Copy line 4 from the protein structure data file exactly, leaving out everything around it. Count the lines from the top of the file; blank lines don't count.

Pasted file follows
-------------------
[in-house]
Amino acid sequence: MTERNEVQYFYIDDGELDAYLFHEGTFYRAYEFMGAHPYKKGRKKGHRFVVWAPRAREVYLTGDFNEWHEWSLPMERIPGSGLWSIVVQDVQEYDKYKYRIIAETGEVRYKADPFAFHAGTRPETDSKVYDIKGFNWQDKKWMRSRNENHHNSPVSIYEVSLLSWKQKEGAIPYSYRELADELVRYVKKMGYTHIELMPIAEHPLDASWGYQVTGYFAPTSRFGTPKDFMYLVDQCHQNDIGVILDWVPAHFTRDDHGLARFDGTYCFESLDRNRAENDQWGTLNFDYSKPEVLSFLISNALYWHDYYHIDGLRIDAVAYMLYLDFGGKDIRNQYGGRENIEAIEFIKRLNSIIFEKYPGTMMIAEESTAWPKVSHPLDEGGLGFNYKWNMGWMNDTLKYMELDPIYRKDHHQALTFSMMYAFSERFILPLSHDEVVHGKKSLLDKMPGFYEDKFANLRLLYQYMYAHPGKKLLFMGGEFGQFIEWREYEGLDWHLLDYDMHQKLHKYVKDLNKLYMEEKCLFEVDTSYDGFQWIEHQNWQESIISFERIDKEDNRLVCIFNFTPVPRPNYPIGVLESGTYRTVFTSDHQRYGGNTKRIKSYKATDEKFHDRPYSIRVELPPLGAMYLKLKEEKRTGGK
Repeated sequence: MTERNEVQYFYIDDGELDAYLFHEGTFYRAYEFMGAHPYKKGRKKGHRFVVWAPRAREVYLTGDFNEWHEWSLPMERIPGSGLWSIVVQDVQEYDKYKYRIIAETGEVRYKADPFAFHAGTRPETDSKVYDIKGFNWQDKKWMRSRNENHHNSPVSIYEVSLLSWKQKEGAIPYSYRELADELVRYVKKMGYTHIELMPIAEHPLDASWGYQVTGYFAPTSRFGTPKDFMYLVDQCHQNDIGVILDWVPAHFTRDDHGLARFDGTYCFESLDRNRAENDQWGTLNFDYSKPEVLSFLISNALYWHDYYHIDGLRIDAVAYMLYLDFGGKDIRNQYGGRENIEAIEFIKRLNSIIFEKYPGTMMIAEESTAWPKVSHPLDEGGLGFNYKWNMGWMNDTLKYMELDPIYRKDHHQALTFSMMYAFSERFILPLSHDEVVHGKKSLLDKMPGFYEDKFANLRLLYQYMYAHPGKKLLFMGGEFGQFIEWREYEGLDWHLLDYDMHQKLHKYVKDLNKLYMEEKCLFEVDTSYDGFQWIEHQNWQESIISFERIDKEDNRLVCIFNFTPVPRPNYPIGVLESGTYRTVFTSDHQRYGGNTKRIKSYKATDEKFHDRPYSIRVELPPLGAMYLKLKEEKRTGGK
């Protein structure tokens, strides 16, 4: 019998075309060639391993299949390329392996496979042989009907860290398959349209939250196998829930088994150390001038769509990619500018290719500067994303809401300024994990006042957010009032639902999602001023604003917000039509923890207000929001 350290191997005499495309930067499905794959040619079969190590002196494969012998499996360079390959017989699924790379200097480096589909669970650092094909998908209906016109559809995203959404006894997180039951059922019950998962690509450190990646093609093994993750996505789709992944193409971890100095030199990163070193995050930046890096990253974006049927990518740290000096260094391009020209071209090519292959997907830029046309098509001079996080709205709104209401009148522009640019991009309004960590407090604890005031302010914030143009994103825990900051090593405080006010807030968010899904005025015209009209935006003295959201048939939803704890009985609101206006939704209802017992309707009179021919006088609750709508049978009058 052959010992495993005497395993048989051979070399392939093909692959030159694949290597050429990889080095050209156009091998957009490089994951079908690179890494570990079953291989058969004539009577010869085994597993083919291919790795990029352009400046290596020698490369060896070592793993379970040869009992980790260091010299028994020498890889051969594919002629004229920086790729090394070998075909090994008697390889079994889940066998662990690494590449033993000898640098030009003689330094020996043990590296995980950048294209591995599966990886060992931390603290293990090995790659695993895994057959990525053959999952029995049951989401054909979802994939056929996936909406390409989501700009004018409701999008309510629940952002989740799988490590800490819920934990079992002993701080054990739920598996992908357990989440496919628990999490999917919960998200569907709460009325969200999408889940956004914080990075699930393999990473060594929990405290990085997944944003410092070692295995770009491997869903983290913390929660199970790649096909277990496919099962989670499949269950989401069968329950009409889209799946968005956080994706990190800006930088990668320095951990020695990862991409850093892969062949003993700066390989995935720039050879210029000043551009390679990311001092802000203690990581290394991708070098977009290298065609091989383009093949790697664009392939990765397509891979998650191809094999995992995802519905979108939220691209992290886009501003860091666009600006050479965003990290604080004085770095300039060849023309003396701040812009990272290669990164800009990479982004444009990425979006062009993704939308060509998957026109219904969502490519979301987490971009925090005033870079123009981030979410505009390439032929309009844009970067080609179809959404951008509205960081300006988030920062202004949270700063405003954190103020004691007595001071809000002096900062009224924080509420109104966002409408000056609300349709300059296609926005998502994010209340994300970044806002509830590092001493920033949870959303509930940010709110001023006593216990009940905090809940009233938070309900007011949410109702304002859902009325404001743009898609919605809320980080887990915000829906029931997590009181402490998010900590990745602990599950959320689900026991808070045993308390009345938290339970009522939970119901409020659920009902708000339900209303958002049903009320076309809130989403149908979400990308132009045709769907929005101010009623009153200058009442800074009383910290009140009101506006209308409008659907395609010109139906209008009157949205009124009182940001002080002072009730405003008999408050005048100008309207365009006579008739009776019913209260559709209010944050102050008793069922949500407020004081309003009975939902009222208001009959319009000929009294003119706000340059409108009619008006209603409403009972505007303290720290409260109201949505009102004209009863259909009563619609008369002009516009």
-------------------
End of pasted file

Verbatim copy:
């Protein structure tokens, strides 16, 4: 019998075309060639391993299949390329392996496979042989009907860290398959349209939250196998829930088994150390001038769509990619500018290719500067994303809401300024994990006042957010009032639902999602001023604003917000039509923890207000929001 350290191997005499495309930067499905794959040619079969190590002196494969012998499996360079390959017989699924790379200097480096589909669970650092094909998908209906016109559809995203959404006894997180039951059922019950998962690509450190990646093609093994993750996505789709992944193409971890100095030199990163070193995050930046890096990253974006049927990518740290000096260094391009020209071209090519292959997907830029046309098509001079996080709205709104209401009148522009640019991009309004960590407090604890005031302010914030143009994103825990900051090593405080006010807030968010899904005025015209009209935006003295959201048939939803704890009985609101206006939704209802017992309707009179021919006088609750709508049978009058 052959010992495993005497395993048989051979070399392939093909692959030159694949290597050429990889080095050209156009091998957009490089994951079908690179890494570990079953291989058969004539009577010869085994597993083919291919790795990029352009400046290596020698490369060896070592793993379970040869009992980790260091010299028994020498890889051969594919002629004229920086790729090394070998075909090994008697390889079994889940066998662990690494590449033993000898640098030009003689330094020996043990590296995980950048294209591995599966990886060992931390603290293990090995790659695993895994057959990525053959999952029995049951989401054909979802994939056929996936909406390409989501700009004018409701999008309510629940952002989740799988490590800490819920934990079992002993701080054990739920598996992908357990989440496919628990999490999917919960998200569907709460009325969200999408889940956004914080990075699930393999990473060594929990405290990085997944944003410092070692295995770009491997869903983290913390929660199970790649096909277990496919099962989670499949269950989401069968329950009409889209799946968005956080994706990190800006930088990668320095951990020695990862991409850093892969062949003993700066390989995935720039050879210029000043551009390679990311001092802000203690990581290394991708070098977009290298065609091989383009093949790697664009392939990765397509891979998650191809094999995992995802519905979108939220691209992290886009501003860091666009600006050479965003990290604080004085770095300039060849023309003396701040812009990272290669990164800009990479982004444009990425979006062009993704939308060509998957026109219904969502490519979301987490971009925090005033870079123009981030979410505009390439032929309009844009970067080609179809959404951008509205960081300006988030920062202004949270700063405003954190103020004691007595001071809000002096900062009224924080509420109104966002409408000056609300349709300059296609926005998502994010209340994300970044806002509830590092001493920033949870959303509930940010709110001023006593216990009940905090809940009233938070309900007011949410109702304002859902009325404001743009898609919605809320980080887990915000829906029931997590009181402490998010900590990745602990599950959320689900026991808070045993308390009345938290339970009522939970119901409020659920009902708000339900209303958002049903009320076309809130989403149908979400990308132009045709769907929005101010009623009153200058009442800074009383910290009140009101506006209308409008659907395609010109139906209008009157949205009124009182940001002080002072009730405003008999408050005048100008309207365009006579008739009776019913209260559709209010944050102050008793069922949500407020004081309003009975939902009222208001009959319009000929009294003119706000340059409108009619008006209603409403009972505007303290720290409260109201949505009102004209009863259909009563619609008369002009516009």